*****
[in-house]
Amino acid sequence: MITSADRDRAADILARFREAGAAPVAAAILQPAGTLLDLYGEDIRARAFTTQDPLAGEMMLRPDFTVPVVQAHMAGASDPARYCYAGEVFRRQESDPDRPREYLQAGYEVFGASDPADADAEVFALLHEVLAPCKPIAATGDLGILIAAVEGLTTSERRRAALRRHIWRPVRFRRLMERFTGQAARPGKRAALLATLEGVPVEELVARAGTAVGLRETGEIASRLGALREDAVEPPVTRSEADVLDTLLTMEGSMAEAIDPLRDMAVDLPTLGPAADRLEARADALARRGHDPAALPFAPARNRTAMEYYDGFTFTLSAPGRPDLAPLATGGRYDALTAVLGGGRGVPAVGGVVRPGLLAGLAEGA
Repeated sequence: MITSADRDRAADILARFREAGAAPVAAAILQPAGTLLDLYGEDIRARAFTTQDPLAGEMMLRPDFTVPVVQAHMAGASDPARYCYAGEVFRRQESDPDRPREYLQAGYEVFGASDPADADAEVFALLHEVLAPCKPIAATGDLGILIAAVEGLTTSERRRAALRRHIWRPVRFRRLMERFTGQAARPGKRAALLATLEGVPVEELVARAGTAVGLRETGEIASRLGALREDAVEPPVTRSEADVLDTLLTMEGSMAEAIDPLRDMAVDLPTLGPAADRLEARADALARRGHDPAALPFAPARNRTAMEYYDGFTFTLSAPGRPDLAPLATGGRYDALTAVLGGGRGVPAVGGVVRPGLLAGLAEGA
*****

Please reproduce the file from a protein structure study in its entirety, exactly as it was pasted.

[in-house]
Amino acid sequence: MITSADRDRAADILARFREAGAAPVAAAILQPAGTLLDLYGEDIRARAFTTQDPLAGEMMLRPDFTVPVVQAHMAGASDPARYCYAGEVFRRQESDPDRPREYLQAGYEVFGASDPADADAEVFALLHEVLAPCKPIAATGDLGILIAAVEGLTTSERRRAALRRHIWRPVRFRRLMERFTGQAARPGKRAALLATLEGVPVEELVARAGTAVGLRETGEIASRLGALREDAVEPPVTRSEADVLDTLLTMEGSMAEAIDPLRDMAVDLPTLGPAADRLEARADALARRGHDPAALPFAPARNRTAMEYYDGFTFTLSAPGRPDLAPLATGGRYDALTAVLGGGRGVPAVGGVVRPGLLAGLAEGA
Repeated sequence: MITSADRDRAADILARFREAGAAPVAAAILQPAGTLLDLYGEDIRARAFTTQDPLAGEMMLRPDFTVPVVQAHMAGASDPARYCYAGEVFRRQESDPDRPREYLQAGYEVFGASDPADADAEVFALLHEVLAPCKPIAATGDLGILIAAVEGLTTSERRRAALRRHIWRPVRFRRLMERFTGQAARPGKRAALLATLEGVPVEELVARAGTAVGLRETGEIASRLGALREDAVEPPVTRSEADVLDTLLTMEGSMAEAIDPLRDMAVDLPTLGPAADRLEARADALARRGHDPAALPFAPARNRTAMEYYDGFTFTLSAPGRPDLAPLATGGRYDALTAVLGGGRGVPAVGGVVRPGLLAGLAEGA